Passenger vehicle for ATEX Zone 2 operations

 

The first protected passenger transit vehicle to meet the Oil and Gas industry’s ATEX Zone 2 standard for operation in hazardous and explosive environments has been produced bySupacat, the Devon, UK, based specialist vehicle and engineering company.

 

The Protected Transit Vehicle (PTV) will be operated by Agip ENI for transporting work crews between facilities on the man-made offshore island, Complex D, which has been created in the Experimental Phase of the Kashagan oil field development in the North Caspian Sea. The PTV is based upon a 4×4 Mercedes Sprinter adapted for safe use in exploration and extraction operations in the harsh environment and extreme weather conditions experienced in Kazakhstan. The PTV is fully ATEX Zone 2 compliant thereby providing the user with the utmost confidence and the employer with the requisite regulatory compliance and on-site safety.

 

This week Supacat delivered the first PTV. In 2009 Agip KCO awarded Supacat a GBP 4.5 million contract for a fleet of seven PTVs, marking Supacat’s entry into the Oil and Gas sector where its experience in all-terrain military vehicles and hostile environment engineering are applicable to the sector’s specialist transportation requirements.

 

Nick Ames, Managing Director of Supacat commented, “Supacat is geared to this type of bespoke, low rate production contract; but as a UK MoD prime contractor we have the engineering skills and management systems to handle the complex compliance procedures also demanded by the Oil & Gas sector”.

 

The PTV occupants are protected from explosive hydrocarbons as well as toxic “sour gas” using an integrated Gas Detection System. Through constant hazardous gas monitoring, filtration and an over-pressured interior, the PTV creates a safe working environment. The PTV’s non-incendiary protection includes a water-cooled exhaust and turbo system and full electrostatic protection against sparks.

 

When the PTV detects a hazardous gas it initiates an evacuation sequence that disables the engine, ventilation system and all non-ATEX rated equipment. Simultaneously, visual and audible alarms inform both the occupants and surrounding personnel of the threat. The residual over-pressure and sealed interior provide protection from toxic gas ingress to allow the crew time to don evacuation breathing apparatus.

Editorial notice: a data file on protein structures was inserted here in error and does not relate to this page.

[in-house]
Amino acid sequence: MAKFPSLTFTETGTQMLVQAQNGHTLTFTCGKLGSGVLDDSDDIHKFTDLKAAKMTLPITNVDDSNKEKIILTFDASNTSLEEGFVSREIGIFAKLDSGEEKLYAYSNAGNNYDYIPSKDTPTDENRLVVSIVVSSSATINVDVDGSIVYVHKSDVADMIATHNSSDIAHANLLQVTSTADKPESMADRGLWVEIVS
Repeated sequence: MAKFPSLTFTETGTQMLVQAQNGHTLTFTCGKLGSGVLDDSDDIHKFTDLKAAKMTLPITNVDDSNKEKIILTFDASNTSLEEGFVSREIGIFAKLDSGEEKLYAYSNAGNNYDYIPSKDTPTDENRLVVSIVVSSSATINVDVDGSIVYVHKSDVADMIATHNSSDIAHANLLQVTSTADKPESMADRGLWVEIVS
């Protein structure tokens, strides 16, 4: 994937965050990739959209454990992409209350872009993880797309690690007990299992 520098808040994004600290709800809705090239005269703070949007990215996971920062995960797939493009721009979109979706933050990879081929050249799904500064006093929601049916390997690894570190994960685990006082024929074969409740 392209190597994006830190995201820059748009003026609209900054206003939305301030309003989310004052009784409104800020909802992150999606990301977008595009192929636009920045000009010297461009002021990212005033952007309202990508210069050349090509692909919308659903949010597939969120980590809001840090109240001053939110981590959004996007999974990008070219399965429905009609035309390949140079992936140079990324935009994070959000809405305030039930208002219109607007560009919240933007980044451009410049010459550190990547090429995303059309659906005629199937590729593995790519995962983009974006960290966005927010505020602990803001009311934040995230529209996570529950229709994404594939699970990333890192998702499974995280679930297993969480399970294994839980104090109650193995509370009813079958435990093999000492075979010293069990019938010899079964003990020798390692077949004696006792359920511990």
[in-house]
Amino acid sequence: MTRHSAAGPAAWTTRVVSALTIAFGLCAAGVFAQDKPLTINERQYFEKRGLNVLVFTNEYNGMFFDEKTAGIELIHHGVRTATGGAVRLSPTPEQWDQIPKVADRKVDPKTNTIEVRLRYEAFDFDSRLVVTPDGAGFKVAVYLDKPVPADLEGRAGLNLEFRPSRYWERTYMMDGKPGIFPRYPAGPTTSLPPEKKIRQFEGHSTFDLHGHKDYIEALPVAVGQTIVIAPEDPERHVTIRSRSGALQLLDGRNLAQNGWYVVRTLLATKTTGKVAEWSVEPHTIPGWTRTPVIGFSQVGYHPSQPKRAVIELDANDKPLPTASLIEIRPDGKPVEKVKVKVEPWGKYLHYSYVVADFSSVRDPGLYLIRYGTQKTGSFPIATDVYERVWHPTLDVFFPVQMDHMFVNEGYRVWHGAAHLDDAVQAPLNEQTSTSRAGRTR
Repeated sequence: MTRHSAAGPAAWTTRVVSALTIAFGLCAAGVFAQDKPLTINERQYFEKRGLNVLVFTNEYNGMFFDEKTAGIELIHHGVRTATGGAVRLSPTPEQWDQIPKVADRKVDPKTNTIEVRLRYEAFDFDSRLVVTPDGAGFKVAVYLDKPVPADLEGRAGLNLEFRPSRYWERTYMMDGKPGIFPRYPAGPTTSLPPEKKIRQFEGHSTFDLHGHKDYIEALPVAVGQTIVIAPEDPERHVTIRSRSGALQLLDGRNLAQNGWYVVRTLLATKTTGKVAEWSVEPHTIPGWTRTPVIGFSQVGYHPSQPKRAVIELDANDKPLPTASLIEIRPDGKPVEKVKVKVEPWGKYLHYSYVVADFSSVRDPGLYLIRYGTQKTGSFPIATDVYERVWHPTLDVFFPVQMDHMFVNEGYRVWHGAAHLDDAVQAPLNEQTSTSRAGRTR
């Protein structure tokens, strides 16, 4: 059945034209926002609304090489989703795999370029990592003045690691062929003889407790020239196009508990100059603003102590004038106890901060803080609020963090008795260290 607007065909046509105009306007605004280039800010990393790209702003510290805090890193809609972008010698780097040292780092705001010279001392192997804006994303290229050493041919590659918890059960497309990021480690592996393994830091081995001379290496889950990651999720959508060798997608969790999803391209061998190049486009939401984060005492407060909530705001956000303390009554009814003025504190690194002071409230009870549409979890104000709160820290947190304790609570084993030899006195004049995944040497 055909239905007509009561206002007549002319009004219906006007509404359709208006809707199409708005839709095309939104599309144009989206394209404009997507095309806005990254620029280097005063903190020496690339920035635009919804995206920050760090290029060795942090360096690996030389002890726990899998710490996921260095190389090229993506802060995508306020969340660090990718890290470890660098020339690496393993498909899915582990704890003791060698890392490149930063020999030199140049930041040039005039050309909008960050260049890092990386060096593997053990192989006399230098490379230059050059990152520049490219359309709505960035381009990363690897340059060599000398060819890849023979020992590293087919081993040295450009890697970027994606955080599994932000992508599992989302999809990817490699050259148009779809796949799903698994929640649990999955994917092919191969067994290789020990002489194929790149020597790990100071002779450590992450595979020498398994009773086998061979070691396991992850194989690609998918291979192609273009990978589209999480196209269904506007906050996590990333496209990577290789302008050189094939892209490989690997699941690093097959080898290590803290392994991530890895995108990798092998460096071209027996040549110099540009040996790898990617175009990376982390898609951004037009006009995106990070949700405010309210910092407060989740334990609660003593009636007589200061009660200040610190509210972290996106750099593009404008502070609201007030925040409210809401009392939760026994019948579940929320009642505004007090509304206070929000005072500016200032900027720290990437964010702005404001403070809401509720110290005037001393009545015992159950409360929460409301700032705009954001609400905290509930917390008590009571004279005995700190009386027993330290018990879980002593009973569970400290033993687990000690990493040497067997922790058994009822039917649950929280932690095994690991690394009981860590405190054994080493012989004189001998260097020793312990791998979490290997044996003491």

Designed for use in challenging environmental conditions, the fully insulated PTV is capable of operating in extreme temperatures whilst maintaining a habitable environment for the occupants.


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Iconics World Tour and 25th anniversary vision

Iconics president and ceo Russ Agrusa presented the keynote speech at the Vision 360° World Tour event held in the UK in November, which coincided with the 25th anniversary of Agrusa founding Iconics in 1986. The World Tour series started in the USA in June, and explains the latest in industrial and building automation software solutions to Iconics customers, systems integrators, OEMs and channel partners, plus showcased customer applications that leverage the latest Microsoft technologies. Iconics has recently been confirmed by ARC as having a 4.4% global market share of the HMI market: in pre-Iconics days Agrusa worked on developing the HMI used on the Foxboro IA DCS.

The Northern correspondent for the Industrial Automation INSIDER attended the presentations, and reports on the Agrusa keynote and the flavour of the other presentations by Clive Walton, the Iconics UK md, and other inputs from Microsoft and Corning Glass!

Agrusa was clearly in no doubt about what the future held, and presented many technologies under the company’s 360° Vision banner, using a theme of ‘Any Glass, Anytime’. A core philosophy may be indicated in the keynote Iconics mission: Make the “Right Decisions”, delivered at the “Right Time”, put in the “Right Hands”, on the “Right Glass” – the “Glass” being any form of existing or foreseeable display.